All of it, or just 15% – IRS manual and automated levies on social security benefits
A reader asks the following regarding IRS levies on social security benefits:
What is the difference between an automated federal levy on social security and a manual tax levy, and why does the IRS choose one over the other?
Here is my response:
1. Automated Levy (15%). Pursuant to section 6331(h) of the Internal Revenue Code, the IRS can continuously take, month after month, an automatic 15% of a taxpayer’s social security benefits. All the IRS has to do is match its records of delinquent taxes to those of the government’s Financial Management Service, which indicate social security entitlement. After a match is made, a notice is sent to the taxpayer from the IRS that the 15% levy will commence on his or her social security. Once the levy commences, the Financial Management Service sends a notice of confirmation to the taxpayer.
The automated social security levy is one of the most readily used IRS collection tools. It is simple, and provides immediate, continuing and quantifiable results. It also causes the most financial hardship. In 2007, the IRS received 1.74 million payments from automated levies on social security benefits. The IRS Taxpayer Advocate estimates that 86% of those levies were in situations were social security was the primary or only source of taxpayer income.
2. Manual levy (100%). The IRS is not limited by IRC 6331(h) to taking 15% of a taxpayer’s social security benefits. The IRS can issue a manual levy that can continuously take all of the social security benefits under Internal Revenue Code section 6331(a), which permits levy on all wages, salary or other income (which would include social security). The 15% automatic levy provision is a supplement to the manual levy power. The IRS can chose the manual approach if it deems fit and attempt to collect more than the automated 15%.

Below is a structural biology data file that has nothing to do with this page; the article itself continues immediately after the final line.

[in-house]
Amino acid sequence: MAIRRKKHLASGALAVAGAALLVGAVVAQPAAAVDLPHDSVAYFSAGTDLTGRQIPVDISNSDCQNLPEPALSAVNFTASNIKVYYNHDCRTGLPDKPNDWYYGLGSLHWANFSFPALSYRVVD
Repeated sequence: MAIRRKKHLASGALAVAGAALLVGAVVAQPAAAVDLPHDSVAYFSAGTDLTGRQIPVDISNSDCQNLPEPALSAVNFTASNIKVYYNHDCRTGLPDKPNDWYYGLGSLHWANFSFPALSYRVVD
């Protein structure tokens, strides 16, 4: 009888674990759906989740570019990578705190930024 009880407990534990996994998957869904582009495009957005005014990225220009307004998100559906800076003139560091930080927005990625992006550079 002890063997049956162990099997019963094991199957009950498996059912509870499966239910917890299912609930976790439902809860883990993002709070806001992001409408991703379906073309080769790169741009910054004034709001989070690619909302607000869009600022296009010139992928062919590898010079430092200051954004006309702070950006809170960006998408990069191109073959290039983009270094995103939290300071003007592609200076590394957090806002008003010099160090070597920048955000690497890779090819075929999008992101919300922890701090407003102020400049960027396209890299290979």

The manual levy requires the assignment of an IRS Revenue Officer, while the automatic levy is a paperless transmission. The manual levy is usually made in extreme circumstances where there is a lack of cooperation.
3. Exemptions on a manual levy. One last, and very important, point: It is important to understand that although the IRS can manually levy up to 100% of social security benefits, the taxpayer has the right to claim an exemption against the levy. This exemption – contained in IRC 6334(a)(9) – permits the taxpayer to receive a minimum amount of the social security payment and defeat all or part of the manual levy.
The IRS publishes a table of the amounts that can be claimed as exempt. A single taxpayer getting a monthly social security benefit can currently claim $779.17 as exempt from a manual levy. That means the IRS, although it can make a manual levy, will only get amounts over $779.17 if the exemptions can be claimed in response to the levy.
The IRS has recently announced that they will attempt to be more reasonable in levy releases in hardship cases. If an automated or manual IRS social security levy does not leave sufficient funds to pay living expenses, the IRS should be contacted to demonstrate the hardship and to negotiate a release.